The International Organization for Migration and the United Nations High Commissioner for Refugees confirmed on Monday that more than 1 million migrants and refugees arrived to Europe in 2015, mostly from Syria, Africa and South Asia. File photo by Borce Popovski/UPI | License Photo
GENEVA, Switzerland, Dec. 22 (UPI) -- The International Organization for Migration and the United Nations High Commissioner for Refugees confirmed more than 1 million migrants and refugees arrived to Europe in 2015, mostly from Syria, Africa and South Asia.
The IOM's Displacement Tracking Matrix -- Flow Monitoring System was able to determine that roughly 1,005,504 migrants and refugees have already arrived, constituting the highest migration flow since World War II.
"We know migration is inevitable, necessary and desirable," IOM Director General William Lacy Swing said in a statement Monday. "But it's not enough to count the number of those arriving -- or the nearly 4,000 this year reported missing or drowned. We must also act. Migration must be legal, safe and secure for all -- both for the migrants themselves and the countries that will become their new homes."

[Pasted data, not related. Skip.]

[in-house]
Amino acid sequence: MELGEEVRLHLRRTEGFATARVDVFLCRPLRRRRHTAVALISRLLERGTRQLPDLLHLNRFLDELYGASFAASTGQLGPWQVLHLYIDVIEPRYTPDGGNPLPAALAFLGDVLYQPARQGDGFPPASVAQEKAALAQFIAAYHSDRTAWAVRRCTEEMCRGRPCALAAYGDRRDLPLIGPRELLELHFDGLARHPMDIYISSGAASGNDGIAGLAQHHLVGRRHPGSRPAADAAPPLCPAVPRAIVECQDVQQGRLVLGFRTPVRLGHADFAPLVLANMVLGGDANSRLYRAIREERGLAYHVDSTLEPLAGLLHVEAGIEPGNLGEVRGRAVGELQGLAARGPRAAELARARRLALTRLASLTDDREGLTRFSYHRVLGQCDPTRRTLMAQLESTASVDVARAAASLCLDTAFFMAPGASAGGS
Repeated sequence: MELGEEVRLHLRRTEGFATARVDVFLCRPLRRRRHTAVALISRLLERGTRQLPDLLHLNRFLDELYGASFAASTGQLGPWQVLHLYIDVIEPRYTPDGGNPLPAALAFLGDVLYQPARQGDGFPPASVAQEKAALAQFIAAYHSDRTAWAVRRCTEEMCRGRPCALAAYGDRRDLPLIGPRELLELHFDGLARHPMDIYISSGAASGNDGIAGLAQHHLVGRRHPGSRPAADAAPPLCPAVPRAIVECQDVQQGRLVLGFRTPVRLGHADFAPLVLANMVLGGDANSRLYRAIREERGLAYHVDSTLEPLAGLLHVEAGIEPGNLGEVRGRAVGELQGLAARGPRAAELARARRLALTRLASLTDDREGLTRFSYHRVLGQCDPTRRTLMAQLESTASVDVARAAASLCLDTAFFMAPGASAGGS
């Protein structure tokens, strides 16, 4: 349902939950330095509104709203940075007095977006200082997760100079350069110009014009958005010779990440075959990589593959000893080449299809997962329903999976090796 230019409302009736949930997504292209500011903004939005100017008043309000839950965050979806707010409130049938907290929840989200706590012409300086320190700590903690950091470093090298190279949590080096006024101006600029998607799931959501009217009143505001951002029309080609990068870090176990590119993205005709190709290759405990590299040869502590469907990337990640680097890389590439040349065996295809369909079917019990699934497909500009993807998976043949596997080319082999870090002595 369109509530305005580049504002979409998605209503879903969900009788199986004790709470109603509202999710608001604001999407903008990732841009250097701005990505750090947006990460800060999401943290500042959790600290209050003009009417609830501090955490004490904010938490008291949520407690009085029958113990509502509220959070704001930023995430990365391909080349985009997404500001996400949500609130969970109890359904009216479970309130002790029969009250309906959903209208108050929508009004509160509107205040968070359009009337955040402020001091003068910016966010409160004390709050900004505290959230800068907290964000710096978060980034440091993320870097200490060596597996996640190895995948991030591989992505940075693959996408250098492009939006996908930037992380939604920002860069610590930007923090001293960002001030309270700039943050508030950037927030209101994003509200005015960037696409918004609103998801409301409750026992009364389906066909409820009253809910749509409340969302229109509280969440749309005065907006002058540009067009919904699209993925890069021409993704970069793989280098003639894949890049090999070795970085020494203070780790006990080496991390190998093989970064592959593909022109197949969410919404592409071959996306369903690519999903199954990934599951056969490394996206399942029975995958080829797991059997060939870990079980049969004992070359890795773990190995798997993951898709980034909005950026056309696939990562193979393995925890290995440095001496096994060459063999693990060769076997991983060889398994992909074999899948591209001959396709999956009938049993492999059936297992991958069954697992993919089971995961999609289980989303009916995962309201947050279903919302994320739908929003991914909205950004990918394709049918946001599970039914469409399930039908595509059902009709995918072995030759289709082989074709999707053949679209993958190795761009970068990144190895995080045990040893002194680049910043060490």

About 3 percent of the migrants who arrived to Europe traveled by land, according to the IOM. Most migrants traveled to Greece (821,008), followed by Italy (150,317).
"One in every two of those crossing the Mediterranean this year -- half a million people -- were Syrians escaping the war in their country. Afghans accounted for 20 percent and Iraqis for 7 percent," the UNHCR said in a statement.
Nearly 3,700 migrants have died this year -- over 400 more than in 2014, according to the agency.
"The tally of fatalities also continues to rise, with 20 new deaths recorded in the Eastern Mediterranean since last Friday," the IOM writes. "On Dec. 19 a wooden boat carrying 62 migrants capsized off Chios Island and a 2-year old Iraqi boy drowned. According to the Greek Coast Guard, six of the 15 bodies of migrants and refugees to wash up on Greek islands this month have been infants or children."
The IOM's report doesn't quite sync up with Germany's announcement earlier this month that it received 1 million asylum-seekers. Some observers say Germany's actual number is lower as some asylum seekers may have registered more than once.